To have and to hold

I know, I know, two posts in a row (whee, a rhyme!). My laziness post-NYC threw off the schedule (yes, there is a schedule now), but here we are, getting back on track. It helps that I finagled another guest post out of a fabulous writer friend. This one comes courtesy of the lovely and talented Erin from Reluctantly Normal. Erin explores motherhood, marriage, and career stuff with a healthy dose of both honesty and humour. Seriously, go check her out (after you read her post here, of course). Erin generously agreed to shed light on what happens to a relationship when it goes from a twosome to a permanent threesome: parenthood changes everything.

Sometimes all we have are whispers in the dark, mumbled ‘I love you’s’ over sleepy heads, and quick, dry kisses as we rush out the door.

It seems those languid days of just us were so long ago: the early-in-our-marriage days where time was spent on each other, talking, laughing, and with no need to schedule ‘date nights.’ Where kisses out the door lingered longer, and weekend mornings meant someone else was flipping the pancakes and refilling my coffee.

We’ve been married for less than three years, and in that time everything and nothing has changed. We’ve moved three times, been laid off, fired and rehired, and even adopted another cat. But most importantly we became parents.

The little not-quite-three-foot tall monster in our life fills our days and our hearts, but she also divides us.  She pits husband against wife in a battle for who’s going to do what today.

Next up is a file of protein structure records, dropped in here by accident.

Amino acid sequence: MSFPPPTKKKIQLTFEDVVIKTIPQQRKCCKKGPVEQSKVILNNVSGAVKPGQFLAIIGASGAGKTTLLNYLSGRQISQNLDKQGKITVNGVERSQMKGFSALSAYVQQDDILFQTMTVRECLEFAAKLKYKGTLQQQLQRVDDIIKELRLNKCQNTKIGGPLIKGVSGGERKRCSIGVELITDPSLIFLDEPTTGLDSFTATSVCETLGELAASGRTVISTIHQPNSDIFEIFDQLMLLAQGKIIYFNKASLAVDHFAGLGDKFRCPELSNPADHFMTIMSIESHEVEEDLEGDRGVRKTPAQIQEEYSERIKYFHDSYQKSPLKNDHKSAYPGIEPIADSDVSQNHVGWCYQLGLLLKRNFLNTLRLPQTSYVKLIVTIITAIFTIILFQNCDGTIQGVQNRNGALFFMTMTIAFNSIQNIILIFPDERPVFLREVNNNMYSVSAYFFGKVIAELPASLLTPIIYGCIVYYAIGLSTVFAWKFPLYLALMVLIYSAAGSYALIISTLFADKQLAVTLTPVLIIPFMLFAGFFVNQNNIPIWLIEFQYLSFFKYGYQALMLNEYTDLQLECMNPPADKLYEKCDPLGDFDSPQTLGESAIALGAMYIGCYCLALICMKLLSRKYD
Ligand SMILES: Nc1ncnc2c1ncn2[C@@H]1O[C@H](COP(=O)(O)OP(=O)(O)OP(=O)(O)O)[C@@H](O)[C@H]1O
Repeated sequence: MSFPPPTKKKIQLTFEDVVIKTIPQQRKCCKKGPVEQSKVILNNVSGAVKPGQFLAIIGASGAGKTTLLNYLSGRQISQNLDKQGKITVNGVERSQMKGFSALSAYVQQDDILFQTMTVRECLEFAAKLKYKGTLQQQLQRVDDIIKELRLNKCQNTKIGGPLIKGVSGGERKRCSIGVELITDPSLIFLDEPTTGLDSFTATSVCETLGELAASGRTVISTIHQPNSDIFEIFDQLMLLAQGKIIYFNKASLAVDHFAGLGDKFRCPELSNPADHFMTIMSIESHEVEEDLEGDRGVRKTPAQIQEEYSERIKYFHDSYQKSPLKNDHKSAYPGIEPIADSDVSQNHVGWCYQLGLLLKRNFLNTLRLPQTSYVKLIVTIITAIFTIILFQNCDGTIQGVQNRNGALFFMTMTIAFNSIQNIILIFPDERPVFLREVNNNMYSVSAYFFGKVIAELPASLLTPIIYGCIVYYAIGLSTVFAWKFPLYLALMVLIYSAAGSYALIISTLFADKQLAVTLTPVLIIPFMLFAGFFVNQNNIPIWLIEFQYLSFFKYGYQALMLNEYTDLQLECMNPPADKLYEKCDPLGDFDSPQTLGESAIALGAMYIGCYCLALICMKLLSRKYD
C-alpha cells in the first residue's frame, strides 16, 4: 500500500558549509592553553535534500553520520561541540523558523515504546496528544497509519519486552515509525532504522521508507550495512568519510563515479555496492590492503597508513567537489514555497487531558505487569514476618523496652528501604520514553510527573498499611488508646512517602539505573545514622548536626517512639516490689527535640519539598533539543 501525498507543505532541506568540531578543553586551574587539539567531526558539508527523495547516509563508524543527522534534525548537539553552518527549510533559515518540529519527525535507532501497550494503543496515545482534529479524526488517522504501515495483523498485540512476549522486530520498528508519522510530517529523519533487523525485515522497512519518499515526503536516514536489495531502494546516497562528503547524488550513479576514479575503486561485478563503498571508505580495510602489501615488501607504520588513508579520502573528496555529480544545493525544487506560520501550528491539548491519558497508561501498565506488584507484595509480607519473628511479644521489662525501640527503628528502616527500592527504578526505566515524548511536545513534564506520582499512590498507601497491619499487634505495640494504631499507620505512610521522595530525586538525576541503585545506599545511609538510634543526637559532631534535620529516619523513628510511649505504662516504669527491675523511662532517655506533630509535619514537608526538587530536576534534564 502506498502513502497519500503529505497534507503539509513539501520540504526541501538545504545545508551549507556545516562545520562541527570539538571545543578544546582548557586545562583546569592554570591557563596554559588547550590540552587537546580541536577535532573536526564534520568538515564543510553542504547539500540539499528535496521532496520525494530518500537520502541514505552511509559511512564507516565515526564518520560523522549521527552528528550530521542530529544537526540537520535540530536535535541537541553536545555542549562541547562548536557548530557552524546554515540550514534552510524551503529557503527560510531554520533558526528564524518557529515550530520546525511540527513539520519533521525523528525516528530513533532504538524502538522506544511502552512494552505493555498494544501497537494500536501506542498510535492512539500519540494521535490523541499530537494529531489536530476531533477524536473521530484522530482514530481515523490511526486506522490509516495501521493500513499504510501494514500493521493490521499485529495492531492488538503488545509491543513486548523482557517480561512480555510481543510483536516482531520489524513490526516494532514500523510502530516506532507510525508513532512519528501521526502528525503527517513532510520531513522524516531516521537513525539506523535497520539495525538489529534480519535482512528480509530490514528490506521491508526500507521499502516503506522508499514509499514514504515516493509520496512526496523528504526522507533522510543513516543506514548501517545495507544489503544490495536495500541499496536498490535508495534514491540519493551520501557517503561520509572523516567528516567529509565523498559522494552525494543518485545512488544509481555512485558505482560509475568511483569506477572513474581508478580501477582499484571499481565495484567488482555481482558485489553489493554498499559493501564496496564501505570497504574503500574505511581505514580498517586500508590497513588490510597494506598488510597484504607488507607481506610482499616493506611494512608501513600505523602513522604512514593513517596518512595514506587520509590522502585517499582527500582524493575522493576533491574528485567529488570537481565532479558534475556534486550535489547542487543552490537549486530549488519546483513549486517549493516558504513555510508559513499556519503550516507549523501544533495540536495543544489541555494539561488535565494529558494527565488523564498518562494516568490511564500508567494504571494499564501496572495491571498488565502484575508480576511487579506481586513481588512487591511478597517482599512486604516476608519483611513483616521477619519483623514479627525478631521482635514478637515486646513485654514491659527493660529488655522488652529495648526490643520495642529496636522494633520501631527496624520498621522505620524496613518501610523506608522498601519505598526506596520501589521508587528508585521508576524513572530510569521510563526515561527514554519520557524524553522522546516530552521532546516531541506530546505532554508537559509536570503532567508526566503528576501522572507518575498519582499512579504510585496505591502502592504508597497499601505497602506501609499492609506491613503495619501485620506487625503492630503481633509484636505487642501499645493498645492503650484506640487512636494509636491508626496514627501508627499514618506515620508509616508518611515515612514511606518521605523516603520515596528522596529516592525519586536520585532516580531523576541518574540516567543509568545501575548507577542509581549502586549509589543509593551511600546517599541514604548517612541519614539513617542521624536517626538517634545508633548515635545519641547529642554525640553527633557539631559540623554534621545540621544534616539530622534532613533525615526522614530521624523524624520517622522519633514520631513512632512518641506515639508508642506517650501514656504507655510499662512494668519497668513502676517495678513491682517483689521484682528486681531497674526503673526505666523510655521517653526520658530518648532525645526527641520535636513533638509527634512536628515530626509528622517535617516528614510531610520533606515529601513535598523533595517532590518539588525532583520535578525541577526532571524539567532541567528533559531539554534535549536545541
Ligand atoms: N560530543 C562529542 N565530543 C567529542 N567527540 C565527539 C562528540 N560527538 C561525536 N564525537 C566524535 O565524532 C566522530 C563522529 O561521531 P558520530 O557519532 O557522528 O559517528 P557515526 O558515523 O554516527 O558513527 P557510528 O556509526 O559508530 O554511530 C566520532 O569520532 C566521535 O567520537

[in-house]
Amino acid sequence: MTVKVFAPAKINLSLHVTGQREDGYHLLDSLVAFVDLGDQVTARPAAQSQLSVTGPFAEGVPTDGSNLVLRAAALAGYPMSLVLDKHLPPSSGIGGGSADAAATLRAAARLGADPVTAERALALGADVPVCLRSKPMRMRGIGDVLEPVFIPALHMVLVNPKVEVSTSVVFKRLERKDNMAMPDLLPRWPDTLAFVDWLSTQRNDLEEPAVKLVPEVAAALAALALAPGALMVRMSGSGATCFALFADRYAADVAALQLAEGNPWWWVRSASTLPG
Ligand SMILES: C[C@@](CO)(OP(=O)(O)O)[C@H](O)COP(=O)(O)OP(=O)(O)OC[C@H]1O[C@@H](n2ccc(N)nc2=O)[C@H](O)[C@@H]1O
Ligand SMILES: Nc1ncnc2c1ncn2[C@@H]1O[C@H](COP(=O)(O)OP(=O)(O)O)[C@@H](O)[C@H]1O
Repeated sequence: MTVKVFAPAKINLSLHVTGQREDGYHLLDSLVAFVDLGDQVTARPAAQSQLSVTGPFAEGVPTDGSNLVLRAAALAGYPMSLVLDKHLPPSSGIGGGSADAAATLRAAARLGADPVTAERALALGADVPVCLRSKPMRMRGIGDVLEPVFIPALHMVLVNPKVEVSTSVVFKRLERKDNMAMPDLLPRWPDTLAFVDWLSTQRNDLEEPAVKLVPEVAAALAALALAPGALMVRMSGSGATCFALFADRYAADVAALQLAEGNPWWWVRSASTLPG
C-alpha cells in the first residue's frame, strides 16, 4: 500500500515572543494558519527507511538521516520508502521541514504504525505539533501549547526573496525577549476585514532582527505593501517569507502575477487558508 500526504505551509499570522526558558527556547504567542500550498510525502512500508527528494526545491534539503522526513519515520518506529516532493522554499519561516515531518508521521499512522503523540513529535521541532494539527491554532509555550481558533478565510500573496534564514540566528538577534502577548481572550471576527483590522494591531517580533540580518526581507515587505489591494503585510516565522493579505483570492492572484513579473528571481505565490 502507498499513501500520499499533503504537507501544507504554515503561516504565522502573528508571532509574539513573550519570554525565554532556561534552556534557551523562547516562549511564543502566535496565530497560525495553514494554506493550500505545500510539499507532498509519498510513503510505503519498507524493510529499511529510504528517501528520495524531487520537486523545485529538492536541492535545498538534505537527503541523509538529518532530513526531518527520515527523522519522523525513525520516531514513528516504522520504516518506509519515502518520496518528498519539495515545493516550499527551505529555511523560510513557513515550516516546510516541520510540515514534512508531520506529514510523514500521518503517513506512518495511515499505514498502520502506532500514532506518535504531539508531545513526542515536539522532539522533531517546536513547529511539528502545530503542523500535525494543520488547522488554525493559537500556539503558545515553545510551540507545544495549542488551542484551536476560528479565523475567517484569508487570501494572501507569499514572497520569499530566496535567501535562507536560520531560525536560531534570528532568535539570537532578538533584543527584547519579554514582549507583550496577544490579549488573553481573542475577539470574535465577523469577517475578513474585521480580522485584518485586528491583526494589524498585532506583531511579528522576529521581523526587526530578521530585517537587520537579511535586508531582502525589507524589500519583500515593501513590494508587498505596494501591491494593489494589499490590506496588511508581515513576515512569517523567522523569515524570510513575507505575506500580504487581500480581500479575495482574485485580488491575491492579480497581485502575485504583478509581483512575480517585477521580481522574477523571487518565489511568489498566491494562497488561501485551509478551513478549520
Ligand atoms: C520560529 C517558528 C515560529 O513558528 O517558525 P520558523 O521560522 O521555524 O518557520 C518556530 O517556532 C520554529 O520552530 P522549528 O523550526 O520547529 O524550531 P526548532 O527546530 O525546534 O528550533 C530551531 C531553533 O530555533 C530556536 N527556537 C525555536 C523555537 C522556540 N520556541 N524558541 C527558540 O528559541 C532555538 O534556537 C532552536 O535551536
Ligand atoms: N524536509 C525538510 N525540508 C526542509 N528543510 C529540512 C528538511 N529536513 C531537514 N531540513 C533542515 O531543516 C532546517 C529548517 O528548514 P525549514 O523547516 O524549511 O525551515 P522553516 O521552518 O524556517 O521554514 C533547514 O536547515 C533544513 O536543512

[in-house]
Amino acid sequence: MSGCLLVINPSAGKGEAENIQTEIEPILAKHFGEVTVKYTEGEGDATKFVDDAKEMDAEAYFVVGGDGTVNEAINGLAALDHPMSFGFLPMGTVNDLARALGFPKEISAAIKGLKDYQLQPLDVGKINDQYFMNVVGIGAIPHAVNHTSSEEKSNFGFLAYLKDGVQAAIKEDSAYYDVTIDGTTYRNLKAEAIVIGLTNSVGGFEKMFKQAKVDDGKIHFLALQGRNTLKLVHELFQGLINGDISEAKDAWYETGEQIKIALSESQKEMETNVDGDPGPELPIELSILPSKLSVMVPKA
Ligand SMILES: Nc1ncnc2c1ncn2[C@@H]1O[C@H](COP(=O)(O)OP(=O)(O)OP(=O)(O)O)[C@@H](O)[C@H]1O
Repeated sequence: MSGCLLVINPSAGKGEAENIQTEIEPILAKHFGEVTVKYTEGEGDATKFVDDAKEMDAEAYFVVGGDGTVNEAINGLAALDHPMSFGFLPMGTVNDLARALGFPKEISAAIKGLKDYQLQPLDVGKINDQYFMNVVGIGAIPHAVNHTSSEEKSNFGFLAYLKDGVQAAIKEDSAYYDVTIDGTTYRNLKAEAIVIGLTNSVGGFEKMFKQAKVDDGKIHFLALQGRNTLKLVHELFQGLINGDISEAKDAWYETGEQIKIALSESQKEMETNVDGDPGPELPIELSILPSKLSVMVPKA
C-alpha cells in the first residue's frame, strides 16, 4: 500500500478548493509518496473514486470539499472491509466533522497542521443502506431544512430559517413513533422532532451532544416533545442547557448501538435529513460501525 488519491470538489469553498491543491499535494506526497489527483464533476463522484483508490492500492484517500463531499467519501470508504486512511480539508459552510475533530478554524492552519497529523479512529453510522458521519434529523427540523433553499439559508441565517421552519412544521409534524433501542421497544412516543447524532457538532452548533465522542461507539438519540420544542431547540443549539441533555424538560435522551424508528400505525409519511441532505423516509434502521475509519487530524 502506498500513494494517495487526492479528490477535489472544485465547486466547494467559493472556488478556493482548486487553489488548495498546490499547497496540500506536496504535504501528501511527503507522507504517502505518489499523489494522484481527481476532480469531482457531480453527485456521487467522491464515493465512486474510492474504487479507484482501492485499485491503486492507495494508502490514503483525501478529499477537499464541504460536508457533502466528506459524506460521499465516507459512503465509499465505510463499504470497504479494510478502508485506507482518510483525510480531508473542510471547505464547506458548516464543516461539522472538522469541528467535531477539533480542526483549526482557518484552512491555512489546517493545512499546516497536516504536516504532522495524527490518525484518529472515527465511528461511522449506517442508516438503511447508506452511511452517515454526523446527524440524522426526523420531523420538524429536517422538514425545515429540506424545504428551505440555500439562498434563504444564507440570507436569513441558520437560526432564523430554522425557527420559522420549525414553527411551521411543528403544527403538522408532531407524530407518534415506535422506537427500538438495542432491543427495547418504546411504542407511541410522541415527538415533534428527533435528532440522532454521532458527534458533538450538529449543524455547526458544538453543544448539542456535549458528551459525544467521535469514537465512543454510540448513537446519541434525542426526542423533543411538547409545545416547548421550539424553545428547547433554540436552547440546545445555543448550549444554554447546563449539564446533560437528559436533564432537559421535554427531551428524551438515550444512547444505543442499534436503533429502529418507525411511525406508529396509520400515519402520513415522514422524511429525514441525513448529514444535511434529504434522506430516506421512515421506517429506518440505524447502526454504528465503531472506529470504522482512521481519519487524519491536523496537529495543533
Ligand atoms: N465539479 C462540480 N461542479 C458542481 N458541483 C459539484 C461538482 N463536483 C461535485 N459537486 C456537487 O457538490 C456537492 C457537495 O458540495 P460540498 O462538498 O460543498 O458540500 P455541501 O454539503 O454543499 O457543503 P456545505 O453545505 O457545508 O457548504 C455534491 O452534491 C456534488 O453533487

Those lazy weekend mornings of our early marriage seem so far away. I’m sure those days belonged to some other couple, a couple who wore our same skin like a well-rested mask. Now, instead of slowly crawling out of bed together, we trade off weekend mornings: Get up with her Saturday, I’ll do it tomorrow. Please let me just sleep until 9 a.m. at least.

The ebbs and flows of a marriage are made painfully clear the moment the hospital discharges that teeny tiny creature to shell-shocked parents.  When we brought C. home for the first time, we gently placed the carseat on the floor of the living room where the cats gingerly came to inspect her, and we looked at each other bewildered and bone-tired. Now what? We were happy, overwhelmed, and confused. We didn’t yet know how much she was going to change the dynamics of our relationship.

In the chaos that is family life it’s easy to forget about each other. Gone are the endless evenings spent talking and laughing or going out together with friends. Instead we must work harder to find the fun, the spark that still exists underneath the parental uniforms. There are plenty of belly laughs and silly antics with a toddler in the house, but it’s easy to forget to carve out the time and space for inside jokes and flirting.

Maintaining a relationship, with or without children, is challenging. There’s a reason traditional marriage vows have a no-nonsense, matter-of-fact sentiment. For better or for worse, for richer or for poorer: this shit is not to be taken lightly. Adding a child (or two, or three) makes it that much harder.

In the three short years of our marriage, we’ve learned to work hard for each other. We might not have the time and energy we used to, but we both realize it’s important to nurture our relationship for the sake of us and for our little family. Even if that means the conversations we used to have across the table at a dive bar are now replaced with pillow talk when the baby wakes us up in the middle of the night, or rushing out the door to our respective jobs means a mad dash after a hectic morning.

Being parents to our little girl has shattered our marriage as we knew it – but in the pieces left behind we’ve created a mosaic of family life that is at once the healthiest, the sickest, the richest, the poorest, sometimes the worst, but most importantly, always the best.




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